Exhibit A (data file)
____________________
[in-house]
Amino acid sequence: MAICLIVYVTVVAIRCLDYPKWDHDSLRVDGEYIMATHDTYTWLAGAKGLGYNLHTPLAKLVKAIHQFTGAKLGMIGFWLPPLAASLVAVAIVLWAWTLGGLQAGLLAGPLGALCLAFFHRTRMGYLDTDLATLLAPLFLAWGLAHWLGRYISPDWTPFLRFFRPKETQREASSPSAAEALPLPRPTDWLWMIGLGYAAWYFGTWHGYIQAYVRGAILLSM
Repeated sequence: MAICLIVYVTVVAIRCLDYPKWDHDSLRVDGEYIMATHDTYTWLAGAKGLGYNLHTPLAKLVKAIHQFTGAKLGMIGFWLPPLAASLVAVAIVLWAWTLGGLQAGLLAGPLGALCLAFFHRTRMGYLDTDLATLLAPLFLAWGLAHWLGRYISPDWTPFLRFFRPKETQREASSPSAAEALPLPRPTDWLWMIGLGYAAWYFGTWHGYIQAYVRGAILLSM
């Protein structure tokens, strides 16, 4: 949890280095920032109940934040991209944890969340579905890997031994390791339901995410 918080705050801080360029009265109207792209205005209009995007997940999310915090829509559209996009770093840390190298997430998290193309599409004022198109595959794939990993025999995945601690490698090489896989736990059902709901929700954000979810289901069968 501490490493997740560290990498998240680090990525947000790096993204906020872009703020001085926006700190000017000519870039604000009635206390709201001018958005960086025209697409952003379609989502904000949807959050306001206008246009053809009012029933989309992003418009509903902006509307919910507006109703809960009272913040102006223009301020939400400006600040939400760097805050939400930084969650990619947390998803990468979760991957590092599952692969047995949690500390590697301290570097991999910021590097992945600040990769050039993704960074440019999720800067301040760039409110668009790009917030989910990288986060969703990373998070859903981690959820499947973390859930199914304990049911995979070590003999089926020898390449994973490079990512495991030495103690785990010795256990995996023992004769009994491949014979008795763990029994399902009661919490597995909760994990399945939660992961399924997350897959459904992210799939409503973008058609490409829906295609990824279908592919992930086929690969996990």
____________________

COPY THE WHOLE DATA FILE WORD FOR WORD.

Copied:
[in-house]
Amino acid sequence: MAICLIVYVTVVAIRCLDYPKWDHDSLRVDGEYIMATHDTYTWLAGAKGLGYNLHTPLAKLVKAIHQFTGAKLGMIGFWLPPLAASLVAVAIVLWAWTLGGLQAGLLAGPLGALCLAFFHRTRMGYLDTDLATLLAPLFLAWGLAHWLGRYISPDWTPFLRFFRPKETQREASSPSAAEALPLPRPTDWLWMIGLGYAAWYFGTWHGYIQAYVRGAILLSM
Repeated sequence: MAICLIVYVTVVAIRCLDYPKWDHDSLRVDGEYIMATHDTYTWLAGAKGLGYNLHTPLAKLVKAIHQFTGAKLGMIGFWLPPLAASLVAVAIVLWAWTLGGLQAGLLAGPLGALCLAFFHRTRMGYLDTDLATLLAPLFLAWGLAHWLGRYISPDWTPFLRFFRPKETQREASSPSAAEALPLPRPTDWLWMIGLGYAAWYFGTWHGYIQAYVRGAILLSM
């Protein structure tokens, strides 16, 4: 949890280095920032109940934040991209944890969340579905890997031994390791339901995410 918080705050801080360029009265109207792209205005209009995007997940999310915090829509559209996009770093840390190298997430998290193309599409004022198109595959794939990993025999995945601690490698090489896989736990059902709901929700954000979810289901069968 501490490493997740560290990498998240680090990525947000790096993204906020872009703020001085926006700190000017000519870039604000009635206390709201001018958005960086025209697409952003379609989502904000949807959050306001206008246009053809009012029933989309992003418009509903902006509307919910507006109703809960009272913040102006223009301020939400400006600040939400760097805050939400930084969650990619947390998803990468979760991957590092599952692969047995949690500390590697301290570097991999910021590097992945600040990769050039993704960074440019999720800067301040760039409110668009790009917030989910990288986060969703990373998070859903981690959820499947973390859930199914304990049911995979070590003999089926020898390449994973490079990512495991030495103690785990010795256990995996023992004769009994491949014979008795763990029994399902009661919490597995909760994990399945939660992961399924997350897959459904992210799939409503973008058609490409829906295609990824279908592919992930086929690969996990």